IFG 1 Lecture Series: Thoughts towards a Conceptual Understanding of African Migration, Speaker: Dr. Faisal Garba
Thoughts Towards a Conceptual Understanding of African Migration
Dr. Faisal Garba, University of Cape Town
African migration is largely studied within discipline specific frameworks and models. The bulk of these models were developed from studies on migration in North America. Accordingly, there is little context-based conceptual and theoretical understanding of African migration rooted in the socio-historical underpinnings of migration on the continent. Existing dominant theories (read models) were developed within the context of migration to the United States from Mexico, and other parts of the Americas. These “theories” are typically applied to African cases with little, if any, regards for broad or specific migration histories: How they (histories) shape and are influenced by ideas of space, belonging, travel and accomplishment. Data on African migration is routinely processed in “finished theories.” When the data does not fit, as often happens, an explanation is sought while the model remains intact.
Writing about this practice in the discipline of economics where many of the migration “theories” were developed, Thandika Mkandawire said Africa serves as an exception. Africa’s exception is mentioned in footnotes while theory moves on. Researchers working on African migration and aware of the limitations of applying the existing “theories “which do not fit the reality they are studying, complain about the practice, and then rather curiously, proceed to use deploy them (Akokpari 1999, De Haas 2010). The continuation of the practice means that the notions of territoriality held in African societies are treated only descriptively. And local power configurations, global political economy and local and general histories of a connected world that intersect with the existing patterns and practice of migration on the continent is given inadequate attention.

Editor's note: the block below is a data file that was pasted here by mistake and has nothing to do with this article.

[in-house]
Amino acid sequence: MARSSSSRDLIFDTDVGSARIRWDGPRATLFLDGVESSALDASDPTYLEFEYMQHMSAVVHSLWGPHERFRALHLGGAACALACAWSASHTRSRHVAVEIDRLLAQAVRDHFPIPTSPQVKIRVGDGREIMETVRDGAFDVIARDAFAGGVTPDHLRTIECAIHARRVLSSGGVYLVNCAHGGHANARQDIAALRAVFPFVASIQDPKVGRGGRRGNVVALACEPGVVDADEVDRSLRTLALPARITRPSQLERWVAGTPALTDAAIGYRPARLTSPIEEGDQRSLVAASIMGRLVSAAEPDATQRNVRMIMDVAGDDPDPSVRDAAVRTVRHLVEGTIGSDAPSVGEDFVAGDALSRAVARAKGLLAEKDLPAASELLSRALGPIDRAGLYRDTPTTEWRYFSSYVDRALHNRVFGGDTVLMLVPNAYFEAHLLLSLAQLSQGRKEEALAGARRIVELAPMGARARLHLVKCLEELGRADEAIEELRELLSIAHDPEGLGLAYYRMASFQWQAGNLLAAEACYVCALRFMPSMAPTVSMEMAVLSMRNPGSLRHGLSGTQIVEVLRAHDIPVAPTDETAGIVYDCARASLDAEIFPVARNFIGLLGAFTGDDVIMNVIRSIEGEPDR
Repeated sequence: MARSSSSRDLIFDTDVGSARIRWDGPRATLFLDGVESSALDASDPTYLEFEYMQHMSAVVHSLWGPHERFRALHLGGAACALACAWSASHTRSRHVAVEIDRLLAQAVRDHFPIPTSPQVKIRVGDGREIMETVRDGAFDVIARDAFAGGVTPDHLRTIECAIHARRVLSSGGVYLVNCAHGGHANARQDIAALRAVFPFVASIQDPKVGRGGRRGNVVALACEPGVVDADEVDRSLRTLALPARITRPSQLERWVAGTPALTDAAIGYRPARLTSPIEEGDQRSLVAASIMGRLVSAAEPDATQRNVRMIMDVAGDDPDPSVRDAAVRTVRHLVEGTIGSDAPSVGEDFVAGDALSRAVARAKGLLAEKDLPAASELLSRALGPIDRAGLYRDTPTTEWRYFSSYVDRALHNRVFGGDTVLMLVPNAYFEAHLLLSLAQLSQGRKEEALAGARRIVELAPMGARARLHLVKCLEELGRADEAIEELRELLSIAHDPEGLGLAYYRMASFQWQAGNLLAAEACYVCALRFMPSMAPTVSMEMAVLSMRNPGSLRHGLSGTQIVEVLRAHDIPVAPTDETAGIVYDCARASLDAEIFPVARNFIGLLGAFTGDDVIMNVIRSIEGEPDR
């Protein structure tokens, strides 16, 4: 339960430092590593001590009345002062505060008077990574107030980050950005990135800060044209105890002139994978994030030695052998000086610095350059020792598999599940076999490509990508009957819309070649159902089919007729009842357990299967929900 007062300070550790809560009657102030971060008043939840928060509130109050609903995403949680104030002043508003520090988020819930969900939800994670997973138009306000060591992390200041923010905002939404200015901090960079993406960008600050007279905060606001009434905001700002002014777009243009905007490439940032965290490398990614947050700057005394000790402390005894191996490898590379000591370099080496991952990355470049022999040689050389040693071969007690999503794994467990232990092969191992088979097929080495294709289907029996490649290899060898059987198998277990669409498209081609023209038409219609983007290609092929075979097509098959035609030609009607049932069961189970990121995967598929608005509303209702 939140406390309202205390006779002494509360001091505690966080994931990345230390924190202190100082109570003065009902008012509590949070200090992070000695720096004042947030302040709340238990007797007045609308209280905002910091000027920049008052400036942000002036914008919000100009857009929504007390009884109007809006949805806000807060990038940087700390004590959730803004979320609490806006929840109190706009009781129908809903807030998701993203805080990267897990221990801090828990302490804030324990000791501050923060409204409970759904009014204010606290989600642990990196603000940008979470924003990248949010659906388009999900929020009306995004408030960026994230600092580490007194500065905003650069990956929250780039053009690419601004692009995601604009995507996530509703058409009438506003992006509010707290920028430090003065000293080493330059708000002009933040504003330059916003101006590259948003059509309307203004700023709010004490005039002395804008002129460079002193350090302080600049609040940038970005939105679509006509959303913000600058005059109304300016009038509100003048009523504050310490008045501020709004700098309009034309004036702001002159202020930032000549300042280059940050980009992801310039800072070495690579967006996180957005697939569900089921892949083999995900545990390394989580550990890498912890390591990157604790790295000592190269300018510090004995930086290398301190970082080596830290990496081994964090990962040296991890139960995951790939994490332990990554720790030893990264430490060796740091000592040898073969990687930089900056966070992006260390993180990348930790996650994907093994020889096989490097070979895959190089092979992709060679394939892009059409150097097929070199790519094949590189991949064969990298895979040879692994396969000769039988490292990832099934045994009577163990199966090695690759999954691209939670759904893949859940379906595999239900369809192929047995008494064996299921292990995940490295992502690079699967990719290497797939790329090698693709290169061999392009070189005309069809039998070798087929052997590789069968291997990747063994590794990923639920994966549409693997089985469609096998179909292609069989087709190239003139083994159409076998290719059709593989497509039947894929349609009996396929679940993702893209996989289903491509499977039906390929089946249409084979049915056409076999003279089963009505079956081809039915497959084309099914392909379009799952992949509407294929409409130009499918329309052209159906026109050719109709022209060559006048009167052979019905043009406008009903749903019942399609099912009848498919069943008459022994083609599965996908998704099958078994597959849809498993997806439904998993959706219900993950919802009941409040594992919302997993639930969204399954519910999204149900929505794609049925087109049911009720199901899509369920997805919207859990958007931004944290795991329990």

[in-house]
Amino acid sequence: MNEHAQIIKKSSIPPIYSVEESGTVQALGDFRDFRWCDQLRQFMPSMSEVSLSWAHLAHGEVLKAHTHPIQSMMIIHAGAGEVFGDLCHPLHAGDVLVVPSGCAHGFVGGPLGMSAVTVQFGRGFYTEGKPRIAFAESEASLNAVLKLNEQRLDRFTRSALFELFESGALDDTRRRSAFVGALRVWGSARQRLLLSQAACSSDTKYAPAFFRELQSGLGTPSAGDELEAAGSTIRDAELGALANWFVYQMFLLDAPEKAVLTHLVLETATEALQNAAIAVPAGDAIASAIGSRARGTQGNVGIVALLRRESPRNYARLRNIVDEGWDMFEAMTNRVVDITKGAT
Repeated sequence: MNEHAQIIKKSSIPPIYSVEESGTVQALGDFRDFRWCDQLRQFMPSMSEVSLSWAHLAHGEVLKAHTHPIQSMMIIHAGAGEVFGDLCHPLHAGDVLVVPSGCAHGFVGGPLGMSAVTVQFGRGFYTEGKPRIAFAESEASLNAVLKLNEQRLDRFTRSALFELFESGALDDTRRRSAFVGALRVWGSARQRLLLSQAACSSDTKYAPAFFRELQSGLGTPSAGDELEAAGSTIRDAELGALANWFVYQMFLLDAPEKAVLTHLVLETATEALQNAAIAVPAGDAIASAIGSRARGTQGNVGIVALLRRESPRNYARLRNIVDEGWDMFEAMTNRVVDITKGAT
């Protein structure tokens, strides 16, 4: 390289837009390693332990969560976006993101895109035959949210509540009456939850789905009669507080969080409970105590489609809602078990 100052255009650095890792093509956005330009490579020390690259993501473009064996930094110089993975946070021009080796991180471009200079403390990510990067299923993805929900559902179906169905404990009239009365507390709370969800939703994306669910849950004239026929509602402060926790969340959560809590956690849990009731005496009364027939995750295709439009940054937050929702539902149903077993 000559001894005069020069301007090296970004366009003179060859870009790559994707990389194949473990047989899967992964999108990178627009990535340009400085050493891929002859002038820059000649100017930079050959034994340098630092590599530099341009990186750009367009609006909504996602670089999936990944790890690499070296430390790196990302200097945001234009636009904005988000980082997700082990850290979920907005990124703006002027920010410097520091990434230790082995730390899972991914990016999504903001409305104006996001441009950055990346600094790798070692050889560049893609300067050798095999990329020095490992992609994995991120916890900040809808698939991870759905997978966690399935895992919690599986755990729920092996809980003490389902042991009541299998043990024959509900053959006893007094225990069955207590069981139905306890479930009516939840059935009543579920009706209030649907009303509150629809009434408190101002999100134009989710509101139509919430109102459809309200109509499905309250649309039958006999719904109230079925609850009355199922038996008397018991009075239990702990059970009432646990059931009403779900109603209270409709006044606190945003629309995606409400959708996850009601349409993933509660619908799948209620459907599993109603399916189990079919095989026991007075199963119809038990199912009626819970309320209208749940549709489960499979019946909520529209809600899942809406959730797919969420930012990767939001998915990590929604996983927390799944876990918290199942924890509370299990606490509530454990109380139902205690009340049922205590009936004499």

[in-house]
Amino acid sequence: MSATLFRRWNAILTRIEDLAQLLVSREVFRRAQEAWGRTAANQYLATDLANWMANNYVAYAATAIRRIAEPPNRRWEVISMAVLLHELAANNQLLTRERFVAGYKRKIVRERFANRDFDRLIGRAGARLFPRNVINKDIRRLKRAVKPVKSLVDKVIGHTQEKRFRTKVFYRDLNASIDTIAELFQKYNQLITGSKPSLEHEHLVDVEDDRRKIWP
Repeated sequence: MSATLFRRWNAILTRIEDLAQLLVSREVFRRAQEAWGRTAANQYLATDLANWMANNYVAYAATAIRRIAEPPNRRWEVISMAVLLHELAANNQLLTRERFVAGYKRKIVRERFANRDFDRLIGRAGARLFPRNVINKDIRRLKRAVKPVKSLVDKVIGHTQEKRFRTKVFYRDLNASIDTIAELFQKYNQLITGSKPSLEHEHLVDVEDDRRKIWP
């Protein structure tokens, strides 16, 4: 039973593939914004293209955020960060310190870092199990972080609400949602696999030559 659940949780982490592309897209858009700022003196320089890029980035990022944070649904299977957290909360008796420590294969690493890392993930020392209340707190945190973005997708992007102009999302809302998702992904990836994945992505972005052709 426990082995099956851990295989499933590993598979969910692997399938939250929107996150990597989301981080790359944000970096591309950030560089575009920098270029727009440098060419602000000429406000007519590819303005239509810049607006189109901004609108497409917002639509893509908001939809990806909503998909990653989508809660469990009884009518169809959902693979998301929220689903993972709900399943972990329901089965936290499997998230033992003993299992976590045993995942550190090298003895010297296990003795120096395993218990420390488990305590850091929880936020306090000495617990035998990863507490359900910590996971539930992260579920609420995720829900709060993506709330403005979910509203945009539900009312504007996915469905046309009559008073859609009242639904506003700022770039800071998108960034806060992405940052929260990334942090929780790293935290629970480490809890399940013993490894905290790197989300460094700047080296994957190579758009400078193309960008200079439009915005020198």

By tracing the dynamics of territoriality and mobility in select African social formations, and using empirical material on the conception of mobility and claim to belonging by African migrants in South Africa and Germany, the presentation will put forward some thoughts around concepts and categories that could be considered in thinking theoretically about the place of movement in Africa. The presentation will grapple with the following questions: Why is concept important? Are concepts rooted or rootless? What do categories make apparent and what do they assume without making obvious?
Date: Wednesday 24 April, 2019
Venue: University of Ghana, International House, Seminar Room 3rd Floor
Time: 2:00 PM